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Posts tagged "Marguerite Abouet"
Market Monday
Aya: Love in Yop City TP, written by Marguerite Abouet

Aya: Love in Yop City comprises the final three chapters of the Aya story, episodes never before seen in English. When a professor tries to take advantage of Aya, her plans to become a doctor are seriously shaken, and she vows to take revenge on the lecherous man. With a little help from the tight-knit community of Yopougon, Aya comes through these trials stronger than ever. This second volume of the complete Aya includes unique appendices: recipes, guides to understanding Ivorian slang, street sketches, and concluding remarks from Marguerite Abouet explaining history and social milieu.

Market Monday

Aya: Love in Yop City TP, written by Marguerite Abouet

Aya: Love in Yop City comprises the final three chapters of the Aya story, episodes never before seen in English. When a professor tries to take advantage of Aya, her plans to become a doctor are seriously shaken, and she vows to take revenge on the lecherous man. With a little help from the tight-knit community of Yopougon, Aya comes through these trials stronger than ever. This second volume of the complete Aya includes unique appendices: recipes, guides to understanding Ivorian slang, street sketches, and concluding remarks from Marguerite Abouet explaining history and social milieu.

Market Monday
Aya: Life In Yop City, written by Marguerite Abouet (Amazon mirror)

Ivory Coast, 1978. It’s a golden time, and the nation, an oasis of affluence and stability in West Africa, seems fueled by something wondrous. Aya is loosely based upon Marguerite Abouet’s youth in Yop City. It is the story of the studious and clear-sighted 19-year old Aya, her easy-going friends Adjoua and Bintou, and their meddling relatives and neighbors. It’s wryly funny, breezy account of the simple pleasures and private troubles of everyday life in Yop City. This reworked edition offers readers the chance to immerse themselves in the lively world of Aya and her friends, bringing together the first three volumes of the series in Book One. Drawn & Quarterly will release volumes four through six of the original French series (as yet unpublished in English) in Book Two.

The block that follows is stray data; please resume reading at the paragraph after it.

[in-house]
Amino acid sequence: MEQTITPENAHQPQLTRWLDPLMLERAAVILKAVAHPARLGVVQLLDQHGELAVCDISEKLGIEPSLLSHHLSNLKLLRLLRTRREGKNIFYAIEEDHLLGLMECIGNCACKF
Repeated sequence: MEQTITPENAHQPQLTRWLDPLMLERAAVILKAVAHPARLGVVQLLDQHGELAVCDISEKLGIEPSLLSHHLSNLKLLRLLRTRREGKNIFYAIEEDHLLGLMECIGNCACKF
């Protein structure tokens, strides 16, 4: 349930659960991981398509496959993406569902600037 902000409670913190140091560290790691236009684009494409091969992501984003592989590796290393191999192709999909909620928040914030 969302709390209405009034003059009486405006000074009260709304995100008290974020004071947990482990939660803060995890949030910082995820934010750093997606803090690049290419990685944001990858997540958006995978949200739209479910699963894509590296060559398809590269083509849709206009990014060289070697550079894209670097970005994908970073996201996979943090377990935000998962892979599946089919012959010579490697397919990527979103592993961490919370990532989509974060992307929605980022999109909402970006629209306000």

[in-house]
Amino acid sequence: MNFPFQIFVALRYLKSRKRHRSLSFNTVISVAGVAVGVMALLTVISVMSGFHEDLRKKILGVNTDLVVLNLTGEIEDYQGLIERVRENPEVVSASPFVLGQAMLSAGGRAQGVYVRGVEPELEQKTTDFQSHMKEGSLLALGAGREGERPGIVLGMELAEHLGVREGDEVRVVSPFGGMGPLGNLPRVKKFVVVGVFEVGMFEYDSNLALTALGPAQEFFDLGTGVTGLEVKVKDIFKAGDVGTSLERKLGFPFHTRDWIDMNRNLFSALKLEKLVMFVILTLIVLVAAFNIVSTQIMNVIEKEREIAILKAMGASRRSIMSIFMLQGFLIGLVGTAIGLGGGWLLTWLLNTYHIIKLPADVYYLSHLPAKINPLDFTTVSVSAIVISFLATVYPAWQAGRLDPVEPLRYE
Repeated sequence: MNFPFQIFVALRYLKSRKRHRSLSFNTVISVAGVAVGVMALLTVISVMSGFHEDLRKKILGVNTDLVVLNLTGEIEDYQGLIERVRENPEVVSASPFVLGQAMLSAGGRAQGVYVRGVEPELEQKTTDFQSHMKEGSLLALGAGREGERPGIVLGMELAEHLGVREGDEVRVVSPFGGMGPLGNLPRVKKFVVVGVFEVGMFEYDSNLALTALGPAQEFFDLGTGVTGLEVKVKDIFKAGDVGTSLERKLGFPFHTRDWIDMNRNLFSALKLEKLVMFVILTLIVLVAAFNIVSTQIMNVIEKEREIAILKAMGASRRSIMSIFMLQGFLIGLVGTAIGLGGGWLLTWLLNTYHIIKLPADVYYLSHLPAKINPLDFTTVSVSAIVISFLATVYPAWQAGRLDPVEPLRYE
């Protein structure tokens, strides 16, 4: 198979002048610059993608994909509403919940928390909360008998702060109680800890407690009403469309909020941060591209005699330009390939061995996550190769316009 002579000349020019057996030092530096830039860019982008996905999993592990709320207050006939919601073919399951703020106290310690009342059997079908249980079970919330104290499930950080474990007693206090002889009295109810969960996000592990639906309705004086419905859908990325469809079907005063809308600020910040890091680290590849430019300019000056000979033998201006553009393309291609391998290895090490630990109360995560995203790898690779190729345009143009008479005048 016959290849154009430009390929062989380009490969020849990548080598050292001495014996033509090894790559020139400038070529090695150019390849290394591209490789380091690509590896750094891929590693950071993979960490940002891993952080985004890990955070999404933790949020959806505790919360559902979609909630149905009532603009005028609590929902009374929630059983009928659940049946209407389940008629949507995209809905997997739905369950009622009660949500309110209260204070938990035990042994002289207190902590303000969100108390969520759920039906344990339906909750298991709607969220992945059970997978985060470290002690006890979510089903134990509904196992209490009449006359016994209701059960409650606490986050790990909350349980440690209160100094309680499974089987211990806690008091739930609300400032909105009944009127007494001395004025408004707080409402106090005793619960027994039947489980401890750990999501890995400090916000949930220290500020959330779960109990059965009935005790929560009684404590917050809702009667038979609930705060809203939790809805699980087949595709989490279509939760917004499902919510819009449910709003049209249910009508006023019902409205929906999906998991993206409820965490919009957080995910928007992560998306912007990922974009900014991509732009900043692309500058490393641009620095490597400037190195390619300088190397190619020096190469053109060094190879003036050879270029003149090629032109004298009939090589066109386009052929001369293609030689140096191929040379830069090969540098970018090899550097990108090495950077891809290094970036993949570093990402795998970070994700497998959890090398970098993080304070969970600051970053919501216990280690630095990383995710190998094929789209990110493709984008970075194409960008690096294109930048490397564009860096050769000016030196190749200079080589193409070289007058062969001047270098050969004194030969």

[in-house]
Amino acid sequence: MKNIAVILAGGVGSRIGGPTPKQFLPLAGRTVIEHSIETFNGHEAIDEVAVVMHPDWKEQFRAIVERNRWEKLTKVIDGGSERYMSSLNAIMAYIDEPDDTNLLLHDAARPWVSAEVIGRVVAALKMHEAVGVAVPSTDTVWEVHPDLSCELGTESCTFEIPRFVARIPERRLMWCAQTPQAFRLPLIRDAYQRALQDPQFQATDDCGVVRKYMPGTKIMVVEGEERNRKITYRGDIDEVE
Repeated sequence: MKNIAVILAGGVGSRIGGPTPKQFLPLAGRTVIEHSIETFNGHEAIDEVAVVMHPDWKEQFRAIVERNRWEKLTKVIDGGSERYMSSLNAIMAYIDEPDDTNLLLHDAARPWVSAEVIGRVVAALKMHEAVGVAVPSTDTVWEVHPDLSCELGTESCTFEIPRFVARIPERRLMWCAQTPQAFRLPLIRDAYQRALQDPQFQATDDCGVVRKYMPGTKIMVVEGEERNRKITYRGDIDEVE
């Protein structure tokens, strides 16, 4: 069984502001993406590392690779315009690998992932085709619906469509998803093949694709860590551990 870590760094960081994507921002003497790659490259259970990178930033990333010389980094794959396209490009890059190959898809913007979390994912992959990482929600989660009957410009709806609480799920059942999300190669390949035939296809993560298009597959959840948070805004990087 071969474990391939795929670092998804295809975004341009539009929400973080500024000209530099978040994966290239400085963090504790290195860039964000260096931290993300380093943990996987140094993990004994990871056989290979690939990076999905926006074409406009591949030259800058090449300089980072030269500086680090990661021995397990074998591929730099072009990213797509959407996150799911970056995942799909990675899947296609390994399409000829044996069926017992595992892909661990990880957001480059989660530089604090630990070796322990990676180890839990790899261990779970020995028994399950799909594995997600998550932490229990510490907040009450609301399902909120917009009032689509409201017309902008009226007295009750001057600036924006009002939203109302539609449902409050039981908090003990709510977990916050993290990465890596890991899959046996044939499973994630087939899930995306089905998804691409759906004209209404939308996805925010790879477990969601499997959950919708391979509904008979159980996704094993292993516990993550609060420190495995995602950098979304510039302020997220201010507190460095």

Market Monday

Aya: Life In Yop City, written by Marguerite Abouet (Amazon mirror)

Ivory Coast, 1978. It’s a golden time, and the nation, an oasis of affluence and stability in West Africa, seems fueled by something wondrous. Aya is loosely based upon Marguerite Abouet’s youth in Yop City. It is the story of the studious and clear-sighted 19-year old Aya, her easy-going friends Adjoua and Bintou, and their meddling relatives and neighbors. It’s wryly funny, breezy account of the simple pleasures and private troubles of everyday life in Yop City. This reworked edition offers readers the chance to immerse themselves in the lively world of Aya and her friends, bringing together the first three volumes of the series in Book One. Drawn & Quarterly will release volumes four through six of the original French series (as yet unpublished in English) in Book Two.